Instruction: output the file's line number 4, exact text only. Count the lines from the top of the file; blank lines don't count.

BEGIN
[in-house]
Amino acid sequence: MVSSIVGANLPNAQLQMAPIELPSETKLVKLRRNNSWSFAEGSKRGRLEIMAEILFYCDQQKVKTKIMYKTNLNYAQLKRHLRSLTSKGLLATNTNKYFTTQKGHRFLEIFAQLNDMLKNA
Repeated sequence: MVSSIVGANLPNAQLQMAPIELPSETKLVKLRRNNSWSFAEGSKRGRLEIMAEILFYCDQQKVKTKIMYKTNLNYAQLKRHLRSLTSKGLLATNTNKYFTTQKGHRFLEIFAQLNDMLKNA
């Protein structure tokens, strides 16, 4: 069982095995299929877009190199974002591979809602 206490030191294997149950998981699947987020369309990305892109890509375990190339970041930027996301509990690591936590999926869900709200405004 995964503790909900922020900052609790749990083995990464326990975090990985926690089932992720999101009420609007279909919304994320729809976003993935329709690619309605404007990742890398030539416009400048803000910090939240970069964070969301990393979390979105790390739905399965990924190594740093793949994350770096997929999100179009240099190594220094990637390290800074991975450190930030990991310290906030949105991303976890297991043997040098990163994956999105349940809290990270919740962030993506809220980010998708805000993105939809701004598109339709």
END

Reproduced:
């Protein structure tokens, strides 16, 4: 069982095995299929877009190199974002591979809602 206490030191294997149950998981699947987020369309990305892109890509375990190339970041930027996301509990690591936590999926869900709200405004 995964503790909900922020900052609790749990083995990464326990975090990985926690089932992720999101009420609007279909919304994320729809976003993935329709690619309605404007990742890398030539416009400048803000910090939240970069964070969301990393979390979105790390739905399965990924190594740093793949994350770096997929999100179009240099190594220094990637390290800074991975450190930030990991310290906030949105991303976890297991043997040098990163994956999105349940809290990270919740962030993506809220980010998708805000993105939809701004598109339709």